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Where Does Gutter Water Go? (3 Common Places)

Where Does Gutter Water Go? (3 Common Places)

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Your gutter system is your first and most critical line of defense against water damage.

Not only is it a primary part of your house’s drainage system, but it’s also essential for protecting your roof, basement, foundation, and landscape from water collection issues.

The purpose of your gutter system is to ensure that water from rain is directed away from your home’s perimeter. This brings about the question: where does gutter water go?

Today’s guide explains the proper destinations of gutter water, how it’s driven away from the house, and possible drainage solutions for downspouts.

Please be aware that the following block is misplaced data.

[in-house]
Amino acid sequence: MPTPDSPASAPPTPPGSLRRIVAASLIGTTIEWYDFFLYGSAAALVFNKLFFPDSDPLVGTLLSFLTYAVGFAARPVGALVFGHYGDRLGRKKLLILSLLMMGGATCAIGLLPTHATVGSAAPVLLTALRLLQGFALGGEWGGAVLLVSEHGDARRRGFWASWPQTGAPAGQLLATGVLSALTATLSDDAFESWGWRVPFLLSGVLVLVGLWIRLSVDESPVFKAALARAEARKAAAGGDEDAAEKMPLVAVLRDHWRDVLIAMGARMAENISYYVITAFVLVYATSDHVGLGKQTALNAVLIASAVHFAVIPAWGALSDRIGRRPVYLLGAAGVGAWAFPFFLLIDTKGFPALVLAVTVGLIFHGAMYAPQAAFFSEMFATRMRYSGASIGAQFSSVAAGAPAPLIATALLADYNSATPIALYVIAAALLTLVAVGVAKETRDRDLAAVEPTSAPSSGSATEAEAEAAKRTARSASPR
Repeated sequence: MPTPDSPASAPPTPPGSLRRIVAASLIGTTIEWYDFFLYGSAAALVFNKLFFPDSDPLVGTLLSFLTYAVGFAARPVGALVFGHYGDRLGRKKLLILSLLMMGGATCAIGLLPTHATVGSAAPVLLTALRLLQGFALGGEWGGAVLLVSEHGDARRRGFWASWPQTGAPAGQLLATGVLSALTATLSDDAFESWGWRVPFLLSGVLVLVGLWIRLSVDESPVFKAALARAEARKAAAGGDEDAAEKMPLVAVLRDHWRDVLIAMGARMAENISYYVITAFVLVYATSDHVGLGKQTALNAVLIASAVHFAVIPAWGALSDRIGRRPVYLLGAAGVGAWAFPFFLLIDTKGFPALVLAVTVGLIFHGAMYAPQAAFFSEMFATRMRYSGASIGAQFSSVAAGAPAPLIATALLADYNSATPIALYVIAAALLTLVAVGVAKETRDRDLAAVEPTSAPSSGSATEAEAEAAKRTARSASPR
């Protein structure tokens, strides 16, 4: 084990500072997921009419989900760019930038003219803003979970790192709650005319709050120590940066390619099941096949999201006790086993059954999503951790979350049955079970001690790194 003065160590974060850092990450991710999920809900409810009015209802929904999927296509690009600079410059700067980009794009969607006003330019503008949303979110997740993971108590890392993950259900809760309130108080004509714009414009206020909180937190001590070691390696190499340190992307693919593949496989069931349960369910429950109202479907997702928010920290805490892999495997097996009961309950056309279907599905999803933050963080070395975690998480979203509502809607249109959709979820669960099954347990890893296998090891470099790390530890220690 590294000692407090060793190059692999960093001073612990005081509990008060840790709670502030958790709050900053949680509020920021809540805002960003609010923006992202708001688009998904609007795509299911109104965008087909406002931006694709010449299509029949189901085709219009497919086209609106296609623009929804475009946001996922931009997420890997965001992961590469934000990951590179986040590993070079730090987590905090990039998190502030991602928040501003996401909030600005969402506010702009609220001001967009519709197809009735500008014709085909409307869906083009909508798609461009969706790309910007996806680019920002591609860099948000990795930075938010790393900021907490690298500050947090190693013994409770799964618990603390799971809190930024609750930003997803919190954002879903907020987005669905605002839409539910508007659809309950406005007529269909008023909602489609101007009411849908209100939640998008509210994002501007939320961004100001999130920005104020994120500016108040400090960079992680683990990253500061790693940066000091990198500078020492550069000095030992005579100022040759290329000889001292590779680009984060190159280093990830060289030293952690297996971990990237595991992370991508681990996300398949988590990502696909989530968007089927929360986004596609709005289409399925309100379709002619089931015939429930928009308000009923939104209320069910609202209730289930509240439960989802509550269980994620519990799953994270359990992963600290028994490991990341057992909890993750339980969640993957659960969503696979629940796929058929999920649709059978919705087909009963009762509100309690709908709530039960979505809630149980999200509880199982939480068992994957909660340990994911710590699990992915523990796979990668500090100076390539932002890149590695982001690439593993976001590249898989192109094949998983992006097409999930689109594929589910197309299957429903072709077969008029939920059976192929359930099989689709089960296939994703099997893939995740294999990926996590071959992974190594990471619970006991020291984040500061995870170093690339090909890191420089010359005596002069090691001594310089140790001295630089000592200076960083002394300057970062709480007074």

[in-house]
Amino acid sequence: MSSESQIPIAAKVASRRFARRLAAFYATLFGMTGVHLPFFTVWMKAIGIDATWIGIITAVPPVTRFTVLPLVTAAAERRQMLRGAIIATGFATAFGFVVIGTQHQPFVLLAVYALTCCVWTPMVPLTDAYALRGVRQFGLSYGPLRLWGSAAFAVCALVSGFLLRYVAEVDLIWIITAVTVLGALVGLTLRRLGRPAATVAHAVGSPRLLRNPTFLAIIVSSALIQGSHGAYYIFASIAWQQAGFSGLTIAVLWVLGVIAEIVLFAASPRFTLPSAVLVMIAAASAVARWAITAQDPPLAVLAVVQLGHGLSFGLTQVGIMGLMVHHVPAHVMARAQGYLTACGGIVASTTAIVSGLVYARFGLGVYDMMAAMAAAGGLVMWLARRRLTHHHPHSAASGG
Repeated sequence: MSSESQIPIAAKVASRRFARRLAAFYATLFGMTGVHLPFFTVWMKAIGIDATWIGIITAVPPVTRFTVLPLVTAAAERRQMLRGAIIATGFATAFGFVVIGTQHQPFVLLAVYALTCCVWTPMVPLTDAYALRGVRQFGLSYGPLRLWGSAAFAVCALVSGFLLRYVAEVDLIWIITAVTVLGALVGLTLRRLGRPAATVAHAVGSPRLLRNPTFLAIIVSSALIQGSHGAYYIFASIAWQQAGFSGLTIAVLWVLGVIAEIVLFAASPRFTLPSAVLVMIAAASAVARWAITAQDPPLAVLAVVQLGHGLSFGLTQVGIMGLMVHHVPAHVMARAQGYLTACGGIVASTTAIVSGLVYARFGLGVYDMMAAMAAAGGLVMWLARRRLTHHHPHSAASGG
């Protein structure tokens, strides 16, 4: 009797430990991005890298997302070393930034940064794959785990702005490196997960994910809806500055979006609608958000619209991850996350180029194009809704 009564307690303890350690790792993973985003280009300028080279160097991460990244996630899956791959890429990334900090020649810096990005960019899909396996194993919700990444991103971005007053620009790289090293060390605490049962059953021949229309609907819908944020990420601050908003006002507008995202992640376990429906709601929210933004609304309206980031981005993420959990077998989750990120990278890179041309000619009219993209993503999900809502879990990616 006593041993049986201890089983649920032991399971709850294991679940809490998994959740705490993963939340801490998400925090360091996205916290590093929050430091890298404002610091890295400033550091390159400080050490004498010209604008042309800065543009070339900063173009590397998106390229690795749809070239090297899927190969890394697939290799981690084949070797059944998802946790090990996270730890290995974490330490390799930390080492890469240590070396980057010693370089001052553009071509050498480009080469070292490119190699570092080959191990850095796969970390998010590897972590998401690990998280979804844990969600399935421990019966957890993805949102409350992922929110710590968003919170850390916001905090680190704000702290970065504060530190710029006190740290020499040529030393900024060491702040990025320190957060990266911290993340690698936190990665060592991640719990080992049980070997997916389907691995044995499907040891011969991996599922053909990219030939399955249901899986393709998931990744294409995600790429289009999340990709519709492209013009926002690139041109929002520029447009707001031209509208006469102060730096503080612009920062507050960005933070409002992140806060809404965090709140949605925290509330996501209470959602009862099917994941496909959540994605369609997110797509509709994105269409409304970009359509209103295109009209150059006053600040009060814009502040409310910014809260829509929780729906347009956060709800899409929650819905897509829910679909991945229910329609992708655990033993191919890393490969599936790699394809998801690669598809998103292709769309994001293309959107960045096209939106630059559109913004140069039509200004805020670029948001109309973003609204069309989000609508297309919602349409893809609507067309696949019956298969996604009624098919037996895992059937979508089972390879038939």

Where Should Gutter Water Go?

The gutters on your house are connected to a downspout, which is a pipe that hangs vertically on the side of the house.

When water is collected in the gutter, it flows down the downspout to be directed away from your home and into a drainage location.

The minimum distance that a downspout should drain is 6 feet away from the house. It’s even better if you extend it to 10 feet away.

You want to make sure that the downspout is far enough that the drained water doesn’t soak through the walls of your basement or foundation.

Additionally, each downspout line in your system should drain from a maximum length of 35 feet of gutter. The preferable gutter distance per downspout is 20 to 25 feet.

How Is Gutter Water Directed Away From Your House?

Now that you understand that that gutter water gets directed away from your house via downspouts, you should know that there are various ways to get the job done.

Here are the most common and effective ones:

1 – Downspout Extensions